Hi. Thanks. Yes, they will respond better if I engage in service along with them. I hope they enjoy their daily challenges!
Great idea. There are so many material things that catch our children’s eyes especially this time of year. I think what you are doing is an excellent idea. I especially like that the children will see you doing the same thing! I am a grandma to 4, soon to be 5, and we spend Christmas together every year in Florida at the beach (a tradition we have done since our children were little), We rent a beach house and just enjoy being together for a week. I have wanted to do something fruitful with my grandkids during this time. Thought about writing a devotion for our reading in the evening together. Maybe this is something we can incorporate into our family gathering. Thanks for a great idea!
Hi, if you decide to do it, I would love to know how it goes with them. Christmas at the beach sounds amazing. I hope it is a wonderful season for you and your family.
I love how you’re setting the example of service. I am doing the same thing with my daughter this year, she’s 22. Believe it or not, this is the first year I’ve heard of advent outside of an advent calendar and I’m excited to participate. Best wishes to you, Teeny & Tiny as you serve others.
Thank you. I love that you are still bonding with her even though she is grown and still setting an example for her. I hope to have that with Tiny when she is older as well.
I love your “intentional parenting”!! As you said, it is easy to get all wrapped into the hype of Christmas, people easily forget what it is about. I remember as young child my grandma would have me help her wrap bags with chocolates that we would then take to the public hospital in Guatemala. In a childhood filled with so much pain, that was a bright spot for me. It instilled in me a heart of generosity. It just shows that even in circumstances where love is lacking like my situation, intentionality in little things like this can leave such a powerful mark. Great job Mom!!!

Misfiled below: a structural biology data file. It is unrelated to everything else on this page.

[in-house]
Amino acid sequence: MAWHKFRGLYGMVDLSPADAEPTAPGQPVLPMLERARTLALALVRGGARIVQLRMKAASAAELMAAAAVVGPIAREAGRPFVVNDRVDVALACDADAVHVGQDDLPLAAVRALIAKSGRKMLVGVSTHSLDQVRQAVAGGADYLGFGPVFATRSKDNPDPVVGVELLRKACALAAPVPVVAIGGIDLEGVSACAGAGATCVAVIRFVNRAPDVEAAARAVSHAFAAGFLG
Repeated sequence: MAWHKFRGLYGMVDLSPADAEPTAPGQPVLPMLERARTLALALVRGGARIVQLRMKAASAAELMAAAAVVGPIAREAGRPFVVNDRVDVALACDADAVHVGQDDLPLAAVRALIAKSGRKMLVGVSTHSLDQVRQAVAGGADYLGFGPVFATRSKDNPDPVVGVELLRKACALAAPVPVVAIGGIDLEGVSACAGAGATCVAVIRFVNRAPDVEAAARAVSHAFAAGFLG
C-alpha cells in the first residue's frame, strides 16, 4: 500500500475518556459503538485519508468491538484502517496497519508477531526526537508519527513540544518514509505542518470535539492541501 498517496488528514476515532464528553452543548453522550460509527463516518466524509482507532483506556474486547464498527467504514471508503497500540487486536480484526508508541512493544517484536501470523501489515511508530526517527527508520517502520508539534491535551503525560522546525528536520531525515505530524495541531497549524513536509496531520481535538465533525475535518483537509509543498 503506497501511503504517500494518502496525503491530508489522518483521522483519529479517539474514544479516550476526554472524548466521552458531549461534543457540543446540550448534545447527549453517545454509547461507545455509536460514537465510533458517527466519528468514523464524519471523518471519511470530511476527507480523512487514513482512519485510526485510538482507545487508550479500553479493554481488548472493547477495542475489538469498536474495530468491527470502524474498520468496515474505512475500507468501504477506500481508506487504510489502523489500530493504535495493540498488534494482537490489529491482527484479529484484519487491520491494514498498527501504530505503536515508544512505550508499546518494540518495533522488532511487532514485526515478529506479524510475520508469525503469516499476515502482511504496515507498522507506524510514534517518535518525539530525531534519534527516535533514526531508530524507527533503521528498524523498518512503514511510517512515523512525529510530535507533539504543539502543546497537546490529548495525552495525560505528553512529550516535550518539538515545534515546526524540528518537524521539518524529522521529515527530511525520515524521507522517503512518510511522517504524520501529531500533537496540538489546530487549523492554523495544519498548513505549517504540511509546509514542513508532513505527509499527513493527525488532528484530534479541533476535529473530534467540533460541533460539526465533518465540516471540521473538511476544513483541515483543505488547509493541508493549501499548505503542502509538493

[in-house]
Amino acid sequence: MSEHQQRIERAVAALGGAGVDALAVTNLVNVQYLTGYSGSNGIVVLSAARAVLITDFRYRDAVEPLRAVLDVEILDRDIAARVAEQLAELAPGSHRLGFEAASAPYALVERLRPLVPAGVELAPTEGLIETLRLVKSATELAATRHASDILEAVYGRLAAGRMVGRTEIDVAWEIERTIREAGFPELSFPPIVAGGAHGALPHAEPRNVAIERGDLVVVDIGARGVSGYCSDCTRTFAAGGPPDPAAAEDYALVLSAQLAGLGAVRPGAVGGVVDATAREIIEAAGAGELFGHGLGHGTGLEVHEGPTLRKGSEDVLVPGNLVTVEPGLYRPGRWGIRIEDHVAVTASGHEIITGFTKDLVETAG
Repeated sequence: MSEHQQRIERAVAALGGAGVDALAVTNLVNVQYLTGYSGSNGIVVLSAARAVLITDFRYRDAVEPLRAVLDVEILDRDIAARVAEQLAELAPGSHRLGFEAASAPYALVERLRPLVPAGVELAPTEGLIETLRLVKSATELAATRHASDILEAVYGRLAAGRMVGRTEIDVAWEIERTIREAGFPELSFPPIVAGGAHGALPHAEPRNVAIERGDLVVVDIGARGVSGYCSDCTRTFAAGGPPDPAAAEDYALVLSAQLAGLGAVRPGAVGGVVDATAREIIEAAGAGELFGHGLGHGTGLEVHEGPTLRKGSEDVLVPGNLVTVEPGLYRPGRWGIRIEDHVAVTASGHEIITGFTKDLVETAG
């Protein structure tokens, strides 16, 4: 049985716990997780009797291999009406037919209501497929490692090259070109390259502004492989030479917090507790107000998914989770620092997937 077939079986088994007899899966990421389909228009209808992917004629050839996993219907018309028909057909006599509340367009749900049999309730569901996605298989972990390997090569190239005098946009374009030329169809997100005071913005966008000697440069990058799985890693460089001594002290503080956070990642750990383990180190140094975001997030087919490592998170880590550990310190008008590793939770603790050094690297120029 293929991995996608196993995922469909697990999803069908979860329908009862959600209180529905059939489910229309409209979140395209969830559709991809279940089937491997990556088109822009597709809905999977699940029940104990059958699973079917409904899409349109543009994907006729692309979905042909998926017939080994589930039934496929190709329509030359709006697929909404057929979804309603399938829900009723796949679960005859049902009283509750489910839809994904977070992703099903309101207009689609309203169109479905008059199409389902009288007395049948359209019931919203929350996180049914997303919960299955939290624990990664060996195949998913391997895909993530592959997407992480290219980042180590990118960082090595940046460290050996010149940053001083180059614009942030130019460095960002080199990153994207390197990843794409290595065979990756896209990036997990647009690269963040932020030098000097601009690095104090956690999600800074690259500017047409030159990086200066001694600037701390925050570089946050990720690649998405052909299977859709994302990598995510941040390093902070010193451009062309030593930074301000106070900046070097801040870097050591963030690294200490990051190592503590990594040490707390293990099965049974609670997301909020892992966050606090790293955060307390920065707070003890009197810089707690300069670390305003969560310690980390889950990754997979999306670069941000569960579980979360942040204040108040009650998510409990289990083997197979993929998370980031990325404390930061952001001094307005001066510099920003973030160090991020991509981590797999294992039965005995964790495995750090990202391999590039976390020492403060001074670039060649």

You just made my day. I want Tiny to understand that you don’t have to have money to give and be generous. Sometimes giving of self is the most precious gift you can give.
Really inspiring ideas here! Intentional parenting will lead your children to intentional kindness, and the more they practice, the more it will come naturally (like any “habit” does). I have teenagers… and I’ve been trying to change my line of questioning at Christmas away from “What do you want for Christmas?” and towards “How would like to spend time together this Christmas?” Just a little change to redirect the message of the season from one of receiving gifts to one of spending time with those you love, while celebrating the birth of the one who loved us first.
I hope so. It is so hard to turn their focus from self to others, but they will remember the message when they are adults. I love that you are asking about time with yours. I let mine give me a list, but only 5 items (something to wear, read, you want, you need, and 1 really special item). They get other things simply because I just can’t help myself, but I choose.
I like your approach to giving this year, Carlise.
You asked what we do to cultivate a spirit of service in our children? I have always emphasised the concept of sharing what we have with my son. He’s becoming quite good at it.
I love it. I work a lot in the Caribbean and it always reminds me that we don’t have to have wealth to share what we do have. In our current world, it is critical that we intentionally pass this lesson on to our children.